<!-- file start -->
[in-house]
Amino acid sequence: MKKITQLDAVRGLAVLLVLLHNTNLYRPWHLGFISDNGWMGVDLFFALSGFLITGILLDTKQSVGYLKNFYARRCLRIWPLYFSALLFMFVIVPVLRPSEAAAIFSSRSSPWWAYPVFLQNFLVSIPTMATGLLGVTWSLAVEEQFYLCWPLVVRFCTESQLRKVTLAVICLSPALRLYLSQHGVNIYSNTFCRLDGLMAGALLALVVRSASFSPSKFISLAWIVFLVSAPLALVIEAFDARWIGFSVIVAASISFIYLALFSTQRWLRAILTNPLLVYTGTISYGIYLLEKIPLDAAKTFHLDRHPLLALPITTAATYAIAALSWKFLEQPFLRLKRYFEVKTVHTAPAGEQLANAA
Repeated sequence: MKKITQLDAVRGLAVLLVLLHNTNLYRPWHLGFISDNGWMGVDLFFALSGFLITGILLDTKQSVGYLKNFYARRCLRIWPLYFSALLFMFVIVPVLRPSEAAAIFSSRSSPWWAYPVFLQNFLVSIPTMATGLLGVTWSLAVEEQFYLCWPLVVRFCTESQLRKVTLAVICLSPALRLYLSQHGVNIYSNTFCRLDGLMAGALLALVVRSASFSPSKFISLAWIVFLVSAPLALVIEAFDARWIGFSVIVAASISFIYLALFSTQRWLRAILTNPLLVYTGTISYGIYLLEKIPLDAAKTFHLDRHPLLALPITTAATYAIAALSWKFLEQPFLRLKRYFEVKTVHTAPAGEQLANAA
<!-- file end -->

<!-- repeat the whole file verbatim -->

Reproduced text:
[in-house]
Amino acid sequence: MKKITQLDAVRGLAVLLVLLHNTNLYRPWHLGFISDNGWMGVDLFFALSGFLITGILLDTKQSVGYLKNFYARRCLRIWPLYFSALLFMFVIVPVLRPSEAAAIFSSRSSPWWAYPVFLQNFLVSIPTMATGLLGVTWSLAVEEQFYLCWPLVVRFCTESQLRKVTLAVICLSPALRLYLSQHGVNIYSNTFCRLDGLMAGALLALVVRSASFSPSKFISLAWIVFLVSAPLALVIEAFDARWIGFSVIVAASISFIYLALFSTQRWLRAILTNPLLVYTGTISYGIYLLEKIPLDAAKTFHLDRHPLLALPITTAATYAIAALSWKFLEQPFLRLKRYFEVKTVHTAPAGEQLANAA
Repeated sequence: MKKITQLDAVRGLAVLLVLLHNTNLYRPWHLGFISDNGWMGVDLFFALSGFLITGILLDTKQSVGYLKNFYARRCLRIWPLYFSALLFMFVIVPVLRPSEAAAIFSSRSSPWWAYPVFLQNFLVSIPTMATGLLGVTWSLAVEEQFYLCWPLVVRFCTESQLRKVTLAVICLSPALRLYLSQHGVNIYSNTFCRLDGLMAGALLALVVRSASFSPSKFISLAWIVFLVSAPLALVIEAFDARWIGFSVIVAASISFIYLALFSTQRWLRAILTNPLLVYTGTISYGIYLLEKIPLDAAKTFHLDRHPLLALPITTAATYAIAALSWKFLEQPFLRLKRYFEVKTVHTAPAGEQLANAA